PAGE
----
QUETICO PROVINCIAL PARK, ONTARIO
Marv Boerboom’s fishing rod bent in half. ¶ He tugged as if he had hooked a log, but then twice line peeled off his reel and his rod tip quivered. ¶ After a short battle, he eased a chunky 27-inch walleye to the surface of the dark waters. It barely fit in our small landing net. ¶ “Holy cow, that was fun,’’ said Boerboom, 64, of Alexandria, Minn. “That made the trip.’’
It was the first of many big walleyes, northerns and smallmouth bass six of us caught on a recent nine-day trek into the center of Ontario’s Quetico Provincial Park, just across the border from Minnesota’s Boundary Waters Canoe Area Wilderness. We even landed a dozen lake trout.
Of course, the allure of this wilderness waterway is more than the fantastic fishing: There are dramatic rock cliffs, tall pines, idyllic campsites and ever-present loons. Not to mention golden-fried walleye, baked northern and pancakes made with fresh-picked blueberries.
As a bonus, we often paddled and camped in solitude; the only sound was the whistling of wind through the pines and the lapping of waves on the shoreline. We saw only a few other travelers.
“We have the whole lake to ourselves,’’ Dave Swenson, 52, of Cotton, Minn., said after our first day fishing Conmee Lake, our primary destination. Swenson, a former Ely, Minn., fishing guide who organized the trip for his friends, knew of the lake’s reputation for big fish.
“It’s legendary,’’ he said after catching and releasing a plump 29-inch walleye. Later, we caught several 36- to 38-inch northerns and 20-inch bass.
In Quetico, barbless hooks are required, and no live bait is allowed. That wasn’t a problem. We used jigs with plastic minnows and twister tails — chartreuse, orange, black and silver worked well — and also caught fish on crankbaits.
But getting to fishing’s Shangri-La wasn’t easy. And our trip nearly was derailed by a fluke accident.
Our journey started at northern Minnesota’s Crane Lake.
Along in addition to Boerboom and Swenson were Tom Kalahar, 62, of Olivia, Minn.; Swenson’s brother, Greg, 47, of Baxter, Minn., his friend Erik Skafte, 38, of Hermantown, Minn., and me.
Our canoes and gear were towed by boat to Lac La Croix on the Minnesota-Ontario border. We crossed two mechanical portages that use railroad tracks and an engine-powered cable system to haul our towboat and gear.
Eventually, we were dropped off at the east end of Lac La Croix. We paddled and toted our canoes and heavy packs — one weighed 70 pounds — across numerous portages, made camp, and then got up early the next day to finish our two-day trek to Conmee.
The farther north we went, the worse the portages became. That’s a prime difference between Quetico and the more heavily traveled BWCA, where portages can be wide and well-maintained. We traversed brush-choked paths, slick boulder fields, steep hills, downed trees and flooded pot holes. On one portage, a rock slope was so steep and slippery we had to drop our canoes and slide them down the embankment.
Dave Swenson sunk up to his crotch in one hole.
“I had to sit down in the mud and have Greg take my pack off,’’ he said later.
Said Kalahar, who fell into the same pit: “It was the portage from hell.’’
After paddling across a small lake to the next portage, thunder rumbled, lighting flashed and rain poured from the sky. We huddled along the shore, waiting out the storm.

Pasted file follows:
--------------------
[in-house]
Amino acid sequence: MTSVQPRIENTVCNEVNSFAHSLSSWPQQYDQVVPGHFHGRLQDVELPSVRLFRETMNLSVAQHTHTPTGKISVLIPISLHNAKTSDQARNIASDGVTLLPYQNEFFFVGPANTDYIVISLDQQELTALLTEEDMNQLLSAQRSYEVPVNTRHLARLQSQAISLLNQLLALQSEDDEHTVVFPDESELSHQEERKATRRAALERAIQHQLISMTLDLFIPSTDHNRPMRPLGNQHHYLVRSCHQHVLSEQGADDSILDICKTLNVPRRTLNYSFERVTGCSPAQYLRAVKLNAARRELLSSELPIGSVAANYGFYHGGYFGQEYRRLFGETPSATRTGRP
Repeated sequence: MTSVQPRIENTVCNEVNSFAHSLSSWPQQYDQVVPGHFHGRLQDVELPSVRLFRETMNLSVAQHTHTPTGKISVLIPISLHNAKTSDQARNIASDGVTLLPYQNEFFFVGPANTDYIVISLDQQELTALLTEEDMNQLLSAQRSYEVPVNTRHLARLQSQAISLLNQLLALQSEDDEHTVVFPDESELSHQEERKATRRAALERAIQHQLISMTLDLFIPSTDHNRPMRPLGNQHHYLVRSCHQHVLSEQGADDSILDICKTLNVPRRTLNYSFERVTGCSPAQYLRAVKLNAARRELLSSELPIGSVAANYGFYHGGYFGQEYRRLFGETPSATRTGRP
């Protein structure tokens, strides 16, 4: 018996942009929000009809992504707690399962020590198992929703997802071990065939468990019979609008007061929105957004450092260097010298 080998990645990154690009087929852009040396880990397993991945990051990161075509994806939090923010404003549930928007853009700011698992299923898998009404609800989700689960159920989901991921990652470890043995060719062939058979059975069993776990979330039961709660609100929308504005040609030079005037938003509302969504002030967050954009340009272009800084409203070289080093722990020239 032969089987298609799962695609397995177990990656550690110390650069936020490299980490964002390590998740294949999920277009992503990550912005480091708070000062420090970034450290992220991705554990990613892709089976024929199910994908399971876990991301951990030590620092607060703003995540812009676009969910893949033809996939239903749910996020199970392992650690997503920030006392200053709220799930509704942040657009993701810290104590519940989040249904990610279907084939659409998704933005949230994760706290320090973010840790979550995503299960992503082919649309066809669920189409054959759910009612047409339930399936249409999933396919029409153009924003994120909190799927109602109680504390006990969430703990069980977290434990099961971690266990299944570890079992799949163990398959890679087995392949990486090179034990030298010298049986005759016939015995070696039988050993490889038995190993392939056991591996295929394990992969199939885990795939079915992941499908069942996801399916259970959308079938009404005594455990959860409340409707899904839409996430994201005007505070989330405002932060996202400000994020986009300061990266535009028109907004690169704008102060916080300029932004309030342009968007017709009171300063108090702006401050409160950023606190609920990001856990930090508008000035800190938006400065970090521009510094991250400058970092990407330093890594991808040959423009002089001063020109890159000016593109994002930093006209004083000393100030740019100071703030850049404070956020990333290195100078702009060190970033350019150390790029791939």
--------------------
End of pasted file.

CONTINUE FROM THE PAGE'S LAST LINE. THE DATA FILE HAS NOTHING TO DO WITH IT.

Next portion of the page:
When it finally passed, the portage was slick and soupy. After more portaging and paddling, we made it to Conmee.
Wilderness travel carries with it inherent dangers. A cut finger or a sprained ankle that would be shrugged off at home takes on heightened significance in the outback. And help can be many portages away.
In more than 40 years of paddling canoe country, I’ve witnessed occasional hooks in fingers and sore backs, but no serious injuries. But every portage is peppered with slippery rocks, roots and logs — accidents waiting to happen.
On this trip we had no problem on portages, and we even crossed big Basswood Lake when it was whipped frothy with whitecaps. Instead, tragedy nearly occurred while we were cooking steaks on a campfire, high above Conmee Lake.
A torrent of rain hit just as we started grilling. Several of us crouched precariously on rocks near the fire, holding a plastic tarp to shield the rain. When the steaks were done, we removed the tarp. Greg Swenson, holding one end, stood up, lost his balance and tumbled backward about 8 feet onto rocks below, landing with a sickening whack like a watermelon dropped on a driveway.
A broken back, fractured neck or concussion were real possibilities.
“I think I’m OK,’’ Swenson said, slowly getting to his feet. He suffered just a bruised thigh, but we all knew it could have ended differently. It would have taken two days to paddle for help.
The next morning, after experiencing some slow fishing, he quipped: “I guess I used up all my luck.’’
For Boerboom, Kalahar and Skafte, it was their first journey to Quetico.
They were impressed.
“It’s not what I anticipated,’’ Skafte said. “I didn’t expect it to be so tough. It’s work to get here, but it’s so nice.’’
Said Dave Swenson: “Everyone works together as a team; that makes it fun. I like the adventure — you never know what’s ahead. And the fishing was excellent.’’
Our last night, we fried up northern filets with rice and mashed potatoes and sat on a rock outcrop eating dinner until well after sunset. Wind rippled the lake. A loon called in the distance.
“What a way to end a trip,’’ Skafte said.